Category Archives: Standards

SIPIt 20 shows the very clear need for SIP security interoperability

Last week, SIPit chair Robert Sparks posted the results of a SIP interoperability survey to the IETF SIP mailing list coming out of the recent SIPit 20 event held in April. For those not familiar with “SIPit” events, they are week-long events sponsored by the SIP Forum held twice a year where vendors bring together their SIP products to test interoperability between their various products and implementations. This particular event, the 20th, was hosted by Alcatel Lucent in Antwerp, Belgium. 67 vendor teams participated, of which 59 completed the web-based survey that generated this data.

The full results of the survey make for interesting reading, but I thought I’d pull out some of the security-related items. First up, SIPS (aka TLS-encrypted SIP):

There was a lot of (understandable) confusion about what to do with sips:. Most implementations that could handle TLS are not yet trying to handle sips:. The few that did try to do something sane with sips: are watching the discussion on the SIP mailing list. In any case, there was not a set of implementors present who felt sips was sufficiently specified and would be unhappy if the definition changed. I also didn’t find anyone who felt an existing deployment would suffer from any change to the definition.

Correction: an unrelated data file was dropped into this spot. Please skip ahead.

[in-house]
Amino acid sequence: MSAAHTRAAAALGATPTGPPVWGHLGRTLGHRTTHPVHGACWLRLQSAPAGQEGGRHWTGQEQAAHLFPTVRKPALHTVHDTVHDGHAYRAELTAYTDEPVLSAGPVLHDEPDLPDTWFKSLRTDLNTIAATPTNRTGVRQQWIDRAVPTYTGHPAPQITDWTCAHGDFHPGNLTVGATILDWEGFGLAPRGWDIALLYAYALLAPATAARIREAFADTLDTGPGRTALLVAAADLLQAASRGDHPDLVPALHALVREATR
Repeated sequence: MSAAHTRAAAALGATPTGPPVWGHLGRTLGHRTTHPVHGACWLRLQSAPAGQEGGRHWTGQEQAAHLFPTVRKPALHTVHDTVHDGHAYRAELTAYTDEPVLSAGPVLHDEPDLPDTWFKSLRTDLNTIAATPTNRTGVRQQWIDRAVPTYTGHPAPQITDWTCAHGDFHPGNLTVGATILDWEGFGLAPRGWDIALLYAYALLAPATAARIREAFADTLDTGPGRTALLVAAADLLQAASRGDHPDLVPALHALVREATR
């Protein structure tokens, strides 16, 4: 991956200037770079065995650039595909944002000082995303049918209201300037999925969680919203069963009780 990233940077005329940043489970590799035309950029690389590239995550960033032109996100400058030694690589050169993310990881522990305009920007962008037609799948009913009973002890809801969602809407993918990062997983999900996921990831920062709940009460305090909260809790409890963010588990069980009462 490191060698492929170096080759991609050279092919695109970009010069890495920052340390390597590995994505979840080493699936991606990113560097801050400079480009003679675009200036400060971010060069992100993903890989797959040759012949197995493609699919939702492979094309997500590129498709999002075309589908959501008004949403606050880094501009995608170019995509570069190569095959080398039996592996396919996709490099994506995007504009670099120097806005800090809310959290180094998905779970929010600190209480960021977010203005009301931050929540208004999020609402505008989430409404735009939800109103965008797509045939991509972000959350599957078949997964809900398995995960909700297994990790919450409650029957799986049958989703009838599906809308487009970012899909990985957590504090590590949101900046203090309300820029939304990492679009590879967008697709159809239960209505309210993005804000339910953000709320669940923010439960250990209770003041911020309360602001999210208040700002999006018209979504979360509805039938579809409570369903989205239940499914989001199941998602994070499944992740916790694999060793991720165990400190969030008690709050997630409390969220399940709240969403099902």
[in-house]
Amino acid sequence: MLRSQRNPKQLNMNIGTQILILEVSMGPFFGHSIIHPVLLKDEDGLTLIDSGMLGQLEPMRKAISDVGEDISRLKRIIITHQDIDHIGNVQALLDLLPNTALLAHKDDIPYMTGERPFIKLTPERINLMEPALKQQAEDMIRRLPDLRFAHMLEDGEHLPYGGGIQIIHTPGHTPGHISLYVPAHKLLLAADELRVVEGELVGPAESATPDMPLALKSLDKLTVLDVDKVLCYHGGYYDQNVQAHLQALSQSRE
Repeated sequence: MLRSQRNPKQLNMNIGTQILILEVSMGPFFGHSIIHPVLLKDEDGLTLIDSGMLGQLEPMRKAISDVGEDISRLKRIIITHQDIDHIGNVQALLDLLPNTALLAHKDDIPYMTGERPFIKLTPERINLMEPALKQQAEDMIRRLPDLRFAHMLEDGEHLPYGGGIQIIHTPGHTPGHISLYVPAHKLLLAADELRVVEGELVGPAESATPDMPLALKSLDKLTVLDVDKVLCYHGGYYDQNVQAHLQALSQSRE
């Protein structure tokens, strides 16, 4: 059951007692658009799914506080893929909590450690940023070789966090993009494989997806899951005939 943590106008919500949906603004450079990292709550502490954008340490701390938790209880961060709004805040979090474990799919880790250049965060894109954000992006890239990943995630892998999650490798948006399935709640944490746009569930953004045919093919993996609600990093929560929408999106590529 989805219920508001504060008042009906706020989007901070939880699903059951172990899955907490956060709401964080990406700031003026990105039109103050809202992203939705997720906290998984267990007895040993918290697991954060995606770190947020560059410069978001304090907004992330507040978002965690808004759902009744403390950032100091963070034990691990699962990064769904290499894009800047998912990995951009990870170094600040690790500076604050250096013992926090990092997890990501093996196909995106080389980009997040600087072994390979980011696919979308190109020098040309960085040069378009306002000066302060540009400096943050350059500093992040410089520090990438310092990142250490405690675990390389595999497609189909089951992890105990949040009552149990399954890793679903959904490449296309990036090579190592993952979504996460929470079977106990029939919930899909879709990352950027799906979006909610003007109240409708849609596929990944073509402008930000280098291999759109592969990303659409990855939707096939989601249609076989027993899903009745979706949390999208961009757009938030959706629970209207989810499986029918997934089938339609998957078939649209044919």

Next up, NAT traversal and STUN/TURN/ICE:

When asked about STUN support, the client implementations replied:
8% I implement all the client requirements of draft-ietf-behave- rfc3489bis
6% I implement some, but not all, of the client requirements of draft-ietf-behave-rfc3498bis
4% I implement all of the client requirements of RFC3489
14% I implement some, but not all, of the client requirements of RFC3489
60% I do not implement STUN as a client
8% Other

There were several STUN servers and at least two TURN servers. We had more TURN clients this time, and successfully exercised TURN. Three implementations claimed support for ICE, but no interoperability was reported (I suspect there were versioning issues that couldn’t be overcome in the time-scale of the event). There was one ice-tcp implementation present.

And the big one of most interest to me personally (and with my emphasis added):

There were 9 SRTP endpoints (down from 12 at the last event). Only 4 of those used sdes.
Interoperability after key exchange was lower than at SIPit 19.

There was only one RTP over DTLS implementation present.

Anyone doubt that we still have a good bit of work to do??

As I mentioned, the full survey results are definitely worth a read if you are interested in SIP interoperability.

Blue Box Podcast #55: IP phone vulnerabilities, ZRTP and IETF, Skype security, listener comments and more

Blue Box Podcast #55 was posted today with a look at recent vulnerabilities in IP phones, VoIP security news and a feature section about the IETF meeting and the discussion there around SRTP key exchange, ZRTP, etc.  A great amount of listener comments and much more.  See the detailed show notes for a full description of what was discussed.